Cloning (specifically reproductive cloning) is the technology of taking the nucleus of one cell and placing it into an egg whose own DNA has been removed. The egg then needs to be stimulated, either electrically or chemically, to trigger the process of division and development. The result is an organism that is a twin (sort of) of the individual from which the donor DNA was taken. The resulting clone is actually less identical to the donor than twins are to each other. Twins also share the same parent egg (not just nuclear DNA – for example, there is also mitochondrial DNA outside the nucleus), and the environment of the womb.

Continue Reading »

Like this post? Share it!

4 responses so far

Nov 05 2008

President-Elect Obama

Published by under Uncategorized

This is not a political blog. Unlike some of my science-blogging colleagues, I prefer to keep my personal politics separate from my advocacy of science and skepticism. But I do want to make a few politically-neutral observations about yesterday’s election.

Regardless of what side of the political spectrum one resides and whether or not your candidate won – it is alway wondrous every four years to watch the process itself unfold. There are occasional glitches, but for the most part, the voters express their desires and that is the final word.

Continue Reading »

Like this post? Share it!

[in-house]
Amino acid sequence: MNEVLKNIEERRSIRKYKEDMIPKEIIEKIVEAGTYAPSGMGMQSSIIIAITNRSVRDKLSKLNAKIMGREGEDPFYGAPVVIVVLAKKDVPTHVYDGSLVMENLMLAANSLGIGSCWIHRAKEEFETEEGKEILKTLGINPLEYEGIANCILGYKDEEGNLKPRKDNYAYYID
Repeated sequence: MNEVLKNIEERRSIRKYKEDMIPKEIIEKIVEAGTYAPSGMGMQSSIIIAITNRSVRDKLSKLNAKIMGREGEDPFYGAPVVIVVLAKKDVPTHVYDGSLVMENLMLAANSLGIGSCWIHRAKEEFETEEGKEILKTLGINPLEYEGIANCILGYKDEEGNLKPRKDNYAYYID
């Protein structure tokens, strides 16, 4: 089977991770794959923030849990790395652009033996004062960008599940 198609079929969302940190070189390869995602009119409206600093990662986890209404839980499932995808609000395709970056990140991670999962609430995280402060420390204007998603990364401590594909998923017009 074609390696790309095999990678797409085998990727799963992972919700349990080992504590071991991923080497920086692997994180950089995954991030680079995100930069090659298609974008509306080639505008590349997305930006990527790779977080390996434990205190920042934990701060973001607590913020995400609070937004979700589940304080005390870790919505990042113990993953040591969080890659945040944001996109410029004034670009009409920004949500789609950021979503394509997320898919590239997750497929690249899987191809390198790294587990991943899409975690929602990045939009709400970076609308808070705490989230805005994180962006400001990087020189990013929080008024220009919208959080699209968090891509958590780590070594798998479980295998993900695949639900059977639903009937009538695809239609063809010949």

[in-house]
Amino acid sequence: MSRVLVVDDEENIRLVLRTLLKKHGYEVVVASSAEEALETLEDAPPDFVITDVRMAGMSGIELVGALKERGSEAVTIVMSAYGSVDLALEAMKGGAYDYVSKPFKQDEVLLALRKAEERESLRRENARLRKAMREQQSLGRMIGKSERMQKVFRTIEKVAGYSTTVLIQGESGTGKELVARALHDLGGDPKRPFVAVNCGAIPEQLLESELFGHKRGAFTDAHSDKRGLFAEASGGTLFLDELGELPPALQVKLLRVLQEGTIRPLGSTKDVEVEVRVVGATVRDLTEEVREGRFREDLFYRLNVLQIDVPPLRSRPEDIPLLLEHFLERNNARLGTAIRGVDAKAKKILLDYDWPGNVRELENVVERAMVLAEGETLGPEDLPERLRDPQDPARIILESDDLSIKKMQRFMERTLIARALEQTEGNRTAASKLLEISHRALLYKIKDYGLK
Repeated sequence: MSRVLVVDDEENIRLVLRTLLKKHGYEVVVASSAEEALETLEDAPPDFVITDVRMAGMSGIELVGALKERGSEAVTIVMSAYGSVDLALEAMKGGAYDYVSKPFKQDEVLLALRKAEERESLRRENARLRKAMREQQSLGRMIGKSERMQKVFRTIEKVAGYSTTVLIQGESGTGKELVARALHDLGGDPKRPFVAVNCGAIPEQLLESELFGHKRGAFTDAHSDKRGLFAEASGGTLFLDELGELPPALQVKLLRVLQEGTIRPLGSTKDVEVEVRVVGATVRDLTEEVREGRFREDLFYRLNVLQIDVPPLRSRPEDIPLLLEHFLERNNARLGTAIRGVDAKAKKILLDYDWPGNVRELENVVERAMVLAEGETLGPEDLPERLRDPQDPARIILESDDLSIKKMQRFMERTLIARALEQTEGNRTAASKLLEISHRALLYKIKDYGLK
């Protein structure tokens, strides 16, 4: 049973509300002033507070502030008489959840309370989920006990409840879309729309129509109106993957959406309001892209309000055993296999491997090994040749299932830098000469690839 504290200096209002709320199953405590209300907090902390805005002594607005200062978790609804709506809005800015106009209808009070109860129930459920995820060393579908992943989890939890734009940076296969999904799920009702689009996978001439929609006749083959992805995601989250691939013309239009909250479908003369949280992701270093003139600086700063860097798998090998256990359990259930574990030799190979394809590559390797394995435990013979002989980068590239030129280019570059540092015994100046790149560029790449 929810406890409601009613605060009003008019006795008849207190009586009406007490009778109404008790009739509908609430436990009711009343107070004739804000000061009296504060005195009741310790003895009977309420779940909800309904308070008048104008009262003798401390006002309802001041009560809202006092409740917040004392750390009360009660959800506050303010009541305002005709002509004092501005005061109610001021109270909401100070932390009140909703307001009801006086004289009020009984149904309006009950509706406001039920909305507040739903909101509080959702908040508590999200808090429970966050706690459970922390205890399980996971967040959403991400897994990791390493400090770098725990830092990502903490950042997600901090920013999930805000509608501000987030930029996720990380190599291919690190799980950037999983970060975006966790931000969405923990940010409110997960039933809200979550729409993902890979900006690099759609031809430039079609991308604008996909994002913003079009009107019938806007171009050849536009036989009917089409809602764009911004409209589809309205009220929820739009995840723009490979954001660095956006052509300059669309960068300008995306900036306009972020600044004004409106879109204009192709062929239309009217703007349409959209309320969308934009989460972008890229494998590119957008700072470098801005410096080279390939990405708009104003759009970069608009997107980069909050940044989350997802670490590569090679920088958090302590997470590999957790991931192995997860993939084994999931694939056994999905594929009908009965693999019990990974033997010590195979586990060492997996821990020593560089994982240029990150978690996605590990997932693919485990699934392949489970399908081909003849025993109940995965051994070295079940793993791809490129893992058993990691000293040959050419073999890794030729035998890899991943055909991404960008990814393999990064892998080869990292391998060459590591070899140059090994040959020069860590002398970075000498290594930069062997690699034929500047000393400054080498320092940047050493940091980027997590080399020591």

18 responses so far

Nov 04 2008

Homeopathy Still Sucks

Published by under Uncategorized

This is perhaps the most deceptive science press release I have seen in a while. The title is “New Evidence for Homeopathy” – but the papers do not include any new evidence. These studies are nothing more than a reanalysis of a prior meta-analysis, which is kind of like refried refried beans.

In 2005 the Lancet published a meta-analysis of homeopathy trials and compared them to trials of conventional medicine, concluding that the evidence supports the conclusion that homeopathy is nothing more than a placebo. This meta-analysis, however, suffered from the problems of all meta-analyses – they are only as good as the literature they review, the criteria used to pick studies, and the techniques used to combine the data. In generalĀ  a meta-analysis is a very weak form of evidence, and they have a poor track record of predicting large definitive clinical trials.

Continue Reading »

Like this post? Share it!

20 responses so far

Nov 03 2008

Environmental Sensitivity

Published by under Uncategorized

One of my favorite TV series was Northern Exposure. I loved the characters and their individual and collective angst, amplified by the fact that they were all “trapped” in a small Alaskan town. In a way the town was one big extended family. The plot lines were also thoughtful and at times even intellectual.

My one quibble, which I just had to overlook (which is no big deal, since it was clearly fiction) was the show’s occasional flirtation with pseudoscience and mysticism. The writers dealt with it well, though, not shoving it down the audience’s throat, and it became part of the show’s charm.

One example was the character Mike Monroe (played by Anthony Edwards of Later ER fame) who fled civilization to the small town of Cicely because of his “multiple chemical sensitivity” or environmental sensitivity. Essentially, he believed he was allergic to everything, and so had to live in a “bubble” that was sealed from the outside world.

Continue Reading »

Like this post? Share it!

7 responses so far

« Prev